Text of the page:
Because Conservation Volunteers Australia is serious about improving the world, we measure our impact.

With a 40-year history and goal of building a community of 1 million people, we’re able to use long-term, real-world data to gauge our effectiveness in each of our three impact areas:

  1. Healthier environments
  2. More active stewardship for nature
  3. Increased wellbeing

Recently, CVA developed a custom-built Impact Measurement Framework backed by Accenture to assess our performance, and research supported by Bupa shows there’s already strong evidence that our work really does measure up.


Impact area 1: Healthier environments

Our first impact area is all about demonstrating improvements in nature. Just as human health is better when systems are in balance, nature needs its own life-support systems to function properly and thrive. That’s why we support our community to take meaningful actions for nature, such as:

  • creating pollinator-friendly spaces wherever they live because pollination is a key ecological process
  • removing plastics from the ocean food web, because a clean food web is essential for the health of our marine life
  • creating customised habitat elements to replace and supplement those lost in fire, floods, or urban development, because all wildlife needs a home

– and many more.


Homes for urban wildlife don't need to be complicated to have impact


Impact area 2: More active stewardship for nature

We aim to build a community of 1 million nature stewards – people who not only care, but who are active in taking care of nature. Every action for nature, no matter how small, can make a local difference and inspire others to do the same.

We count action for nature across our national community of volunteers. Whether they’re actions that contribute to ecological knowledge through citizen science, create more nature-friendly places for wildlife in suburbia, or contribute to restoring important places further afield throughout Australia, it’s exciting to see that people do care, and are putting that caring into practice, every day.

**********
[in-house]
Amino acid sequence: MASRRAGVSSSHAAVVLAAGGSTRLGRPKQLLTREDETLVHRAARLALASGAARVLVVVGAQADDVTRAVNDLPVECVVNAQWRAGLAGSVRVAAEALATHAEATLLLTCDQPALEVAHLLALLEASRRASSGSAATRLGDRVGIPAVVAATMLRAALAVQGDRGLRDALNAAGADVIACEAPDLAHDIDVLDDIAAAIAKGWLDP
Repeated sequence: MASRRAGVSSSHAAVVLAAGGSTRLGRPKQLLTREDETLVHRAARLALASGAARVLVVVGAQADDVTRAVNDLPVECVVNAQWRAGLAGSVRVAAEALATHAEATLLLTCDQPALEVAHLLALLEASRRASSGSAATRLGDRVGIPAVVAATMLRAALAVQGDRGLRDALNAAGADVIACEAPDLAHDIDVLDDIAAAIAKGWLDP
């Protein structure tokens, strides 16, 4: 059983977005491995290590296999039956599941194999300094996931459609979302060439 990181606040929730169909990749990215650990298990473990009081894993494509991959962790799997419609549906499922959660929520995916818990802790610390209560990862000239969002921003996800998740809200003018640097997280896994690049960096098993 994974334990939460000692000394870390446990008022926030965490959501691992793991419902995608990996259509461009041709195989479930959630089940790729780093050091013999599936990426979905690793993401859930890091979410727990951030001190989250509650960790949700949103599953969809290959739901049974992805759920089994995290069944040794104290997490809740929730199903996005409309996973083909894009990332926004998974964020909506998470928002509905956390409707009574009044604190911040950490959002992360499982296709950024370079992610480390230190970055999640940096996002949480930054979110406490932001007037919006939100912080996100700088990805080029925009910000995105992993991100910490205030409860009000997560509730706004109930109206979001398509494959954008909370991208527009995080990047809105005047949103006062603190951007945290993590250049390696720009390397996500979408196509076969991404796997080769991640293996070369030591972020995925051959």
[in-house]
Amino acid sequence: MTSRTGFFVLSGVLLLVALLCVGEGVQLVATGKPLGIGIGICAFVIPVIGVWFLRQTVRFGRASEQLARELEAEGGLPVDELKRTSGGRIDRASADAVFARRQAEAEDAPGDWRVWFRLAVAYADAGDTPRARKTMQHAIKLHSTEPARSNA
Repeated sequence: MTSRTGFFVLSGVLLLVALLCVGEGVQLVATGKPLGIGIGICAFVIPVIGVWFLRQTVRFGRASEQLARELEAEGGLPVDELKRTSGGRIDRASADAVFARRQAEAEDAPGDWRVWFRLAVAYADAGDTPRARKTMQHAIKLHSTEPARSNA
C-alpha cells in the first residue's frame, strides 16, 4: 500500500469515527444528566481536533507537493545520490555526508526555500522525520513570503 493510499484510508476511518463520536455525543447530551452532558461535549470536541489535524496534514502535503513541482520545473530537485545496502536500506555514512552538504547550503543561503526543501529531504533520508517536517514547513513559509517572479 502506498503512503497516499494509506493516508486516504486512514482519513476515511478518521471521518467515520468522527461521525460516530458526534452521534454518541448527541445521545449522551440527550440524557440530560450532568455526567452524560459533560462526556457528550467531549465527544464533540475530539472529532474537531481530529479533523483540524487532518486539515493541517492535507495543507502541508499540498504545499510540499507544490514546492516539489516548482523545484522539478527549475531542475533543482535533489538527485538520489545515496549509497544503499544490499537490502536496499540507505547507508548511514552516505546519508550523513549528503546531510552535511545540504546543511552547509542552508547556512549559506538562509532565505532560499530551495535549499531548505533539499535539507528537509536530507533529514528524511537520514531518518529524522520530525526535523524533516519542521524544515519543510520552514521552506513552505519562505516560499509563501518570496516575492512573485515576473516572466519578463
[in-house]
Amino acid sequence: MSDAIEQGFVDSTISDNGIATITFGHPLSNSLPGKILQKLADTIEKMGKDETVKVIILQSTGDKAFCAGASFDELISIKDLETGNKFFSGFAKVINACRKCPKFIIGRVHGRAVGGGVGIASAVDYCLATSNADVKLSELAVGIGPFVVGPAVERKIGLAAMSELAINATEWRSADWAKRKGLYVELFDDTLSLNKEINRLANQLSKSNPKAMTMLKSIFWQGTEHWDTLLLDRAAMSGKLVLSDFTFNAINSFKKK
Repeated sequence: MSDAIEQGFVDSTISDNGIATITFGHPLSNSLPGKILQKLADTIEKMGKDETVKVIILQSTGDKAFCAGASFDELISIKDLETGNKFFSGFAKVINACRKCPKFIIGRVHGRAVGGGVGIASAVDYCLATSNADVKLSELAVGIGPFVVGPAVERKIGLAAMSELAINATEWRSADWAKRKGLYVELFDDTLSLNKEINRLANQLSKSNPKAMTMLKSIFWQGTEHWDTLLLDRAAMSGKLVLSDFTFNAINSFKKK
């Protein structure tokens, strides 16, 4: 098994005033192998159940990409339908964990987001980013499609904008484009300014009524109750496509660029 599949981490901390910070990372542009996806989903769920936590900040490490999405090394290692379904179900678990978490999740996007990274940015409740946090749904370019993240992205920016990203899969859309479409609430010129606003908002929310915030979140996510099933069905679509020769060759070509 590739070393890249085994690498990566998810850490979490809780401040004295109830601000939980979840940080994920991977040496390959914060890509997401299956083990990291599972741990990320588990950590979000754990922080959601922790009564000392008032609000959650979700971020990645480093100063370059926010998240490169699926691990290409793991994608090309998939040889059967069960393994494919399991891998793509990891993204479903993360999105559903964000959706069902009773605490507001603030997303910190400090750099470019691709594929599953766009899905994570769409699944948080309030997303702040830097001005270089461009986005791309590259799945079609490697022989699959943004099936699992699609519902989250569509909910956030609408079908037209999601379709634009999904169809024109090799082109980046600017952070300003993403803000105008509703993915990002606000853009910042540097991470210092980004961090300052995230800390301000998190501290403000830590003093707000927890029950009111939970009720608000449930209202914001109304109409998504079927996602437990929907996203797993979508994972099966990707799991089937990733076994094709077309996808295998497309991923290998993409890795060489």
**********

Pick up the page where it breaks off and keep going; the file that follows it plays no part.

We’ve shown2 that people involved in CVA stewardship activities feel more empowered to lead action in their communities (94% of respondents) and build skills to do so (88% of respondents).


Caring for nature can happen in many ways, including through citizen science activities


Impact area 3: Increased wellbeing

Research1 shows 94% of people report a significant increase in their sense of belonging and purpose, as well as increased environmental literacy, skills and capabilities after participating in CVA activities.

Put simply, we have a positive effect on how people feel about themselves. At a time when many people feel disempowered by world crises, knowing we’re helping to build personal resilience – and a strong sense of community – says that what we’re doing has real value.


“Spending time with CVA changed almost everything for me. I grew as a person. From being caught in a cycle of depression and anxiety, I was given the space and time to find greater purpose, it gave me back confidence in my abilities in a working environment but also just as a human being and what I can contribute to the lives of others. Working with, and in nature, side by side with beautiful like-minded people helped me to heal and gave me hope for my future.” 
– CVA program participant, 2022


Nature is often the best medicine


If you’d like to know more about how and what we’re measuring or would like to help us to amplify our impact, we’d love to hear from you.

1,2Clear Horizon EMF Workshop Report, August 2022